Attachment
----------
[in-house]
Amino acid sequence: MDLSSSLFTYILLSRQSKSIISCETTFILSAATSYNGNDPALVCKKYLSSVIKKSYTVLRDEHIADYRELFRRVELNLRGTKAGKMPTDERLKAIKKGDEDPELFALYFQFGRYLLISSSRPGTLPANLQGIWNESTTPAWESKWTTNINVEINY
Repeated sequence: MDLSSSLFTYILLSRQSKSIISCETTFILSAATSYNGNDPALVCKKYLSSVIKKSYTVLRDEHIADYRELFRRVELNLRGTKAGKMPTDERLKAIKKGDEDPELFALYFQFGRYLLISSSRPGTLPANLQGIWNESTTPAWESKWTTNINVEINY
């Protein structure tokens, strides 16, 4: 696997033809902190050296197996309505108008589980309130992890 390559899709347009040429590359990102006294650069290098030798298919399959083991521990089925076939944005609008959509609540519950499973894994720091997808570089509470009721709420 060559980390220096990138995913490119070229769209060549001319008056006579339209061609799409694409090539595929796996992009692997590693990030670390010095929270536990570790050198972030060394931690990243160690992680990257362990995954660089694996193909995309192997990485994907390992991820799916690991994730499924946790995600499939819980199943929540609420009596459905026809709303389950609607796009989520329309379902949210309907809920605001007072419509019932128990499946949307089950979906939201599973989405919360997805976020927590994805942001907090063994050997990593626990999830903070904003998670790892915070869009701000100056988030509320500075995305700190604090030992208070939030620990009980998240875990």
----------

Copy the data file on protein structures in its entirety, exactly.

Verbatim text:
[in-house]
Amino acid sequence: MDLSSSLFTYILLSRQSKSIISCETTFILSAATSYNGNDPALVCKKYLSSVIKKSYTVLRDEHIADYRELFRRVELNLRGTKAGKMPTDERLKAIKKGDEDPELFALYFQFGRYLLISSSRPGTLPANLQGIWNESTTPAWESKWTTNINVEINY
Repeated sequence: MDLSSSLFTYILLSRQSKSIISCETTFILSAATSYNGNDPALVCKKYLSSVIKKSYTVLRDEHIADYRELFRRVELNLRGTKAGKMPTDERLKAIKKGDEDPELFALYFQFGRYLLISSSRPGTLPANLQGIWNESTTPAWESKWTTNINVEINY
């Protein structure tokens, strides 16, 4: 696997033809902190050296197996309505108008589980309130992890 390559899709347009040429590359990102006294650069290098030798298919399959083991521990089925076939944005609008959509609540519950499973894994720091997808570089509470009721709420 060559980390220096990138995913490119070229769209060549001319008056006579339209061609799409694409090539595929796996992009692997590693990030670390010095929270536990570790050198972030060394931690990243160690992680990257362990995954660089694996193909995309192997990485994907390992991820799916690991994730499924946790995600499939819980199943929540609420009596459905026809709303389950609607796009989520329309379902949210309907809920605001007072419509019932128990499946949307089950979906939201599973989405919360997805976020927590994805942001907090063994050997990593626990999830903070904003998670790892915070869009701000100056988030509320500075995305700190604090030992208070939030620990009980998240875990």